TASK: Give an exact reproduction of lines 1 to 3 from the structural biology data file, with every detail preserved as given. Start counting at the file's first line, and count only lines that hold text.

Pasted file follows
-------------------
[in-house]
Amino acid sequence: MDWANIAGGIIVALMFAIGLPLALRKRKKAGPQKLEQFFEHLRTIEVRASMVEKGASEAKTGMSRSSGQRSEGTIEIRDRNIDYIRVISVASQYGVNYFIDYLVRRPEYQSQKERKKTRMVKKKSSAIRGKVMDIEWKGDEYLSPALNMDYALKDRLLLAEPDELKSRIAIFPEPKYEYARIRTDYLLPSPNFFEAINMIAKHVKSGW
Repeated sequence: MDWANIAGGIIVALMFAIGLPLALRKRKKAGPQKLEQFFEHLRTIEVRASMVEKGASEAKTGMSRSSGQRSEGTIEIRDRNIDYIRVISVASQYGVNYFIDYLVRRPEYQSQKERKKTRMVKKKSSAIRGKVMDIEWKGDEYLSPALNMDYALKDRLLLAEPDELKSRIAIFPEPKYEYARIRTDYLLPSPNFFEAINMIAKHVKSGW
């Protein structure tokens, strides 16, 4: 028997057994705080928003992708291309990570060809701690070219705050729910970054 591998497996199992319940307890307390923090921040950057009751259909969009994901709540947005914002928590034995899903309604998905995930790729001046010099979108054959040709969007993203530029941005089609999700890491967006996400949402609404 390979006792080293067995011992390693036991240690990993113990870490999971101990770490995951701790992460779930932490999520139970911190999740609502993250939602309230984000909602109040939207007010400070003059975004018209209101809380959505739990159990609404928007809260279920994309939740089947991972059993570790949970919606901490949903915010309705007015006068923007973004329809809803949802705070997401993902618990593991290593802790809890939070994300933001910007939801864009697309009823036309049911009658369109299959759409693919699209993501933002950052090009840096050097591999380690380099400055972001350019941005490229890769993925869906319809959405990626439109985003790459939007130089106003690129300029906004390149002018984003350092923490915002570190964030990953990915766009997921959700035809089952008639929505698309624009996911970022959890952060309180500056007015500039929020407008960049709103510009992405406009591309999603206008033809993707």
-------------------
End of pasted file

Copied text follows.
[in-house]
Amino acid sequence: MDWANIAGGIIVALMFAIGLPLALRKRKKAGPQKLEQFFEHLRTIEVRASMVEKGASEAKTGMSRSSGQRSEGTIEIRDRNIDYIRVISVASQYGVNYFIDYLVRRPEYQSQKERKKTRMVKKKSSAIRGKVMDIEWKGDEYLSPALNMDYALKDRLLLAEPDELKSRIAIFPEPKYEYARIRTDYLLPSPNFFEAINMIAKHVKSGW
Repeated sequence: MDWANIAGGIIVALMFAIGLPLALRKRKKAGPQKLEQFFEHLRTIEVRASMVEKGASEAKTGMSRSSGQRSEGTIEIRDRNIDYIRVISVASQYGVNYFIDYLVRRPEYQSQKERKKTRMVKKKSSAIRGKVMDIEWKGDEYLSPALNMDYALKDRLLLAEPDELKSRIAIFPEPKYEYARIRTDYLLPSPNFFEAINMIAKHVKSGW